Constellation pulls plug on nuke reactor and $7.5 billion DoE loan

Constellation Energy has pulled the plug on building a new reactor at its Calvert Cliffs (Md.) nuclear plant despite a promised $7.5 billion Energy Department loan guarantee, dealing a potential blow to efforts to create a U.S. nuclear renaissance as well as the promised effectiveness of the department’s loan program.
 
The company — in a letter Friday to Deputy Energy Secretary Dan Poneman — cited “significant and ongoing uncertainty” due to the White House Office of Management and Budget’s “inability to address significant problems with its methodology for determining the project’s credit subsidy cost and the unreasonably burdensome conditions a loan guarantee under this approach would require.”
 
Michael Wallace, Constellation’s vice chairman and chief operating officer, added in the letter that the company “does not see a timely path to reaching a workable set of terms and conditions that would be economically reasonable and statutorily justifiable.”

Senior Obama administration officials said Constellation’s decision was “a surprise,” the Washington Post is reporting.
 
Constellation and French power company Electricite de France are partners in a joint venture, Unistar, that intended to make the Calvert Cliffs reactor the first of a fleet of identical units around the country. But low natural gas prices have made that fuel an attractive option, and the failure of Congress to pass climate legislation that would have boosted fossil fuel prices and “steep construction costs make the project a financial stretch for utilities like Constellation,” the Post’s story notes.

House Majority Leader Steny Hoyer (D-Md.) — who was helping to try to secure a loan guarantee for the reactor — called Constellation's decision a "disappointment" and is pledging to try to revive the project, according to the Post.
 
The administration has approved only one conditional loan guarantee for a nuclear power project — to be built by Southern Company in Georgia. Southern Company, under Georgia state law, is allowed to recover costs while the plants are under consideration, while Maryland regulations say power-plant construction costs can be passed through to customers only once the plant is operating, according to the Post.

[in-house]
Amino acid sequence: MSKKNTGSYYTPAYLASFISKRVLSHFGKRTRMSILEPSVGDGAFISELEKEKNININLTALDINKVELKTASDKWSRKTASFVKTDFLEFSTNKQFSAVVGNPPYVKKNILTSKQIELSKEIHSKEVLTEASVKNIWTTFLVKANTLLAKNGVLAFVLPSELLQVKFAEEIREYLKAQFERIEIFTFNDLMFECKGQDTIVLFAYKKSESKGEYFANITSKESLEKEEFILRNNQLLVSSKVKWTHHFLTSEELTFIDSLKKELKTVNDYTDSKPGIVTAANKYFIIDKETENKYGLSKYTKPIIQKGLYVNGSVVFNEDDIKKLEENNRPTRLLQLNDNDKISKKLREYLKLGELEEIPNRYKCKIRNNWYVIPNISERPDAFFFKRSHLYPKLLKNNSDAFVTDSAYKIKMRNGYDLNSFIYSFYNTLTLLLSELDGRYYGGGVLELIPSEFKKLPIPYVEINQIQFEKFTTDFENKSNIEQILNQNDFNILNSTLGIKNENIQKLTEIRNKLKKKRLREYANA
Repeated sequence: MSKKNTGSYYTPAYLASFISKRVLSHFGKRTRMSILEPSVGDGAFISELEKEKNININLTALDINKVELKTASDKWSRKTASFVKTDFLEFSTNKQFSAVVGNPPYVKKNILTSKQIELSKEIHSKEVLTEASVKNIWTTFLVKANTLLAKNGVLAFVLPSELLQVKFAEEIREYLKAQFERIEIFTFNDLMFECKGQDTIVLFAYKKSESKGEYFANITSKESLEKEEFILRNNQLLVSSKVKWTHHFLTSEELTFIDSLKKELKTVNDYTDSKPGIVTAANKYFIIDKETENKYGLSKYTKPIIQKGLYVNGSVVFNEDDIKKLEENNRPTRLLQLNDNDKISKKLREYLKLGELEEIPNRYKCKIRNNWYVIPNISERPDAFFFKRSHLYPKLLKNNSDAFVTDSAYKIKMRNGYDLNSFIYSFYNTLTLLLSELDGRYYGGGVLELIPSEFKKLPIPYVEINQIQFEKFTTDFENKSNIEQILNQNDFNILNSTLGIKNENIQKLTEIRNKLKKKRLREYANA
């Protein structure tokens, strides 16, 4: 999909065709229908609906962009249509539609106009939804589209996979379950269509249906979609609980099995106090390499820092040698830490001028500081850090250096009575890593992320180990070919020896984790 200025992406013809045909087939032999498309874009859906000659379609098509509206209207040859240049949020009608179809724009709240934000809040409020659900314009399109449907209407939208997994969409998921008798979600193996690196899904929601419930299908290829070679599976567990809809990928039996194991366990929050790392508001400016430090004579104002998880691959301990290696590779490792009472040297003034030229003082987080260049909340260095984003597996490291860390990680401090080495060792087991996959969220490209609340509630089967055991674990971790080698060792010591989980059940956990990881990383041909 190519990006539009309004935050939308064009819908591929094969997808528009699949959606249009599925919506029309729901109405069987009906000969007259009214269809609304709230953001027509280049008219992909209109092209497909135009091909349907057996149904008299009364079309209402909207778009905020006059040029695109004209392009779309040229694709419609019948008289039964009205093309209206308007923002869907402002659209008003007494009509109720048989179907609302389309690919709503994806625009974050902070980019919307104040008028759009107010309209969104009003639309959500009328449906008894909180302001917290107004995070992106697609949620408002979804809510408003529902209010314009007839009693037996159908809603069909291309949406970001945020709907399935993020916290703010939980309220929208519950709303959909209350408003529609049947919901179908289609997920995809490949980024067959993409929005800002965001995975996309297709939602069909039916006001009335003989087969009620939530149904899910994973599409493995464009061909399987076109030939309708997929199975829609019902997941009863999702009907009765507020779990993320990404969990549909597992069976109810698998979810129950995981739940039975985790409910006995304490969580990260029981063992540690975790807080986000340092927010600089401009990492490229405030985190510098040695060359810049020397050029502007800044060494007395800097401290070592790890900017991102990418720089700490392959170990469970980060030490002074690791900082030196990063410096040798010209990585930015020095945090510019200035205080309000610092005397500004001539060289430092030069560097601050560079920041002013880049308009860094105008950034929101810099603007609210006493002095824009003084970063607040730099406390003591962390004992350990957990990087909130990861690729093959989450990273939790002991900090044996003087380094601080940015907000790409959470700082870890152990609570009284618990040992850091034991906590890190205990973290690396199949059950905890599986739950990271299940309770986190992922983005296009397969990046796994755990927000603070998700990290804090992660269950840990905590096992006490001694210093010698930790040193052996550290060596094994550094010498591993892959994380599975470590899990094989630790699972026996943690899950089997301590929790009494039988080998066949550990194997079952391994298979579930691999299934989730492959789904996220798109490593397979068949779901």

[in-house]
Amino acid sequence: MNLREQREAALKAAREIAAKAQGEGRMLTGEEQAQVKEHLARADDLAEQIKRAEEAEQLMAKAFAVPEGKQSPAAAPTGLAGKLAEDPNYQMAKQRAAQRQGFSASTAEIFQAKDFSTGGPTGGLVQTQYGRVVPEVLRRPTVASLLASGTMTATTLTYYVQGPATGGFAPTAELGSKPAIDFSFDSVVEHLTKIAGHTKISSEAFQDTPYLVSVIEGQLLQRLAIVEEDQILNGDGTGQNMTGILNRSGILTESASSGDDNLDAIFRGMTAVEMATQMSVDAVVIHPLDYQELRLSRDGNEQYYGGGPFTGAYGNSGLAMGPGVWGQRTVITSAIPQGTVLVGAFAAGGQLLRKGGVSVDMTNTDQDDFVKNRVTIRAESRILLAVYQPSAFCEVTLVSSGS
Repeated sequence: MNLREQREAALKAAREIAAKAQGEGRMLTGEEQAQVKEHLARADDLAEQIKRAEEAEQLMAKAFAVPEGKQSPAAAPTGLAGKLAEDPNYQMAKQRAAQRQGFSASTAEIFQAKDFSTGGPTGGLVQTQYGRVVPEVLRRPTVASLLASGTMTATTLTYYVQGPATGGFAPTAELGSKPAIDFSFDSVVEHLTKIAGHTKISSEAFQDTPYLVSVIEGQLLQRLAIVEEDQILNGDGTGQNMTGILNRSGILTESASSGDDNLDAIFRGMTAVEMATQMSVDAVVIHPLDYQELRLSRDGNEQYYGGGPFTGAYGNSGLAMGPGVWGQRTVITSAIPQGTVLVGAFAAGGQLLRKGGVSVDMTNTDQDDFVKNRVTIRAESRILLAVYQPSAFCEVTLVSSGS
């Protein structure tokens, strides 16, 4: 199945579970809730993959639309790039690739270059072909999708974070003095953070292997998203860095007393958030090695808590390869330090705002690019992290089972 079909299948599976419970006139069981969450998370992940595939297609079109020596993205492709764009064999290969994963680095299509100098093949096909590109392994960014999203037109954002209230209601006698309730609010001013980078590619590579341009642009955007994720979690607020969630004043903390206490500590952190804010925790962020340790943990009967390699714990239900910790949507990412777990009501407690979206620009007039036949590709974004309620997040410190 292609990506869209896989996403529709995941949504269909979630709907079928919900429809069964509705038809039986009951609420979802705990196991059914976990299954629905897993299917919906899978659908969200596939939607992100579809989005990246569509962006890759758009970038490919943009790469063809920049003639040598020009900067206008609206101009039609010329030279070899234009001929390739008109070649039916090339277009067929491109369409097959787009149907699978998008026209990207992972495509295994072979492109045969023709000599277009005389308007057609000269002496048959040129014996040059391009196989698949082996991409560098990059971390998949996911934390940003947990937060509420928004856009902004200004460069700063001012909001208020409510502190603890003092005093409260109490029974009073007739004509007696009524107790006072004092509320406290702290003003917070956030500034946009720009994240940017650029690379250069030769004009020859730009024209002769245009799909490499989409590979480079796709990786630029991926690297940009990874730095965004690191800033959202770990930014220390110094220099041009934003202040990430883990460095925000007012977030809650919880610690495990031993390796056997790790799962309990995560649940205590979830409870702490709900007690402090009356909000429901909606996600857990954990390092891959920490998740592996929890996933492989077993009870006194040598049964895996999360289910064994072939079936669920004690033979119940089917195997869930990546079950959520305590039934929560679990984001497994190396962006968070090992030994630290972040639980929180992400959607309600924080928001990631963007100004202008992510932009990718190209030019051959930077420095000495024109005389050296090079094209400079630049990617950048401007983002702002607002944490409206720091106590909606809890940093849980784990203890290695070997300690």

Meanwhile, the White House late Friday afternoon announced a conditional commitment to provide a $1.3 billion loan to support the world’s largest wind farm. It would finance the Caithness Shepherd Flat project — an 845-megawatt wind-powered electrical generating facility in eastern Oregon sponsored by Caithness Energy LLC and General Electric Energy Financial Services.
 
“Thanks to the Recovery Act, we are creating the clean energy jobs of the future while positioning the U.S. as a world leader in the production of renewable energy,” Energy Secretary Steven Chu said in a prepared statement. “This project is part of the Administration’s commitment to doubling our renewable energy generation by 2012 while putting Americans to work in communities across the country.”
 
The project consists of 338 wind turbines supplied by GE. It is the largest project to date to receive a conditional commitment for a loan guarantee under the Energy Department’s Financial Institution Partnership Program, which was created in last year’s stimulus bill.
 
The administration has been touting potential and existing jobs created by last year’s stimulus bill amid Republican attacks that the $800 billion measure has been ineffective.
 
Federal jobs figures — the last that will be issued before the Nov. 2 midterm election — indicated the unemployment rate in September stayed at 9.6 percent.
 
 “The White House promised that massive federal spending would keep the unemployment rate below 8 percent,” Sen. John Barrasso (R-Wyo.) said in Saturday’s Republican weekly address. “Instead what taxpayers got was $800 billion in new debt and nearly 10 percent unemployment.”

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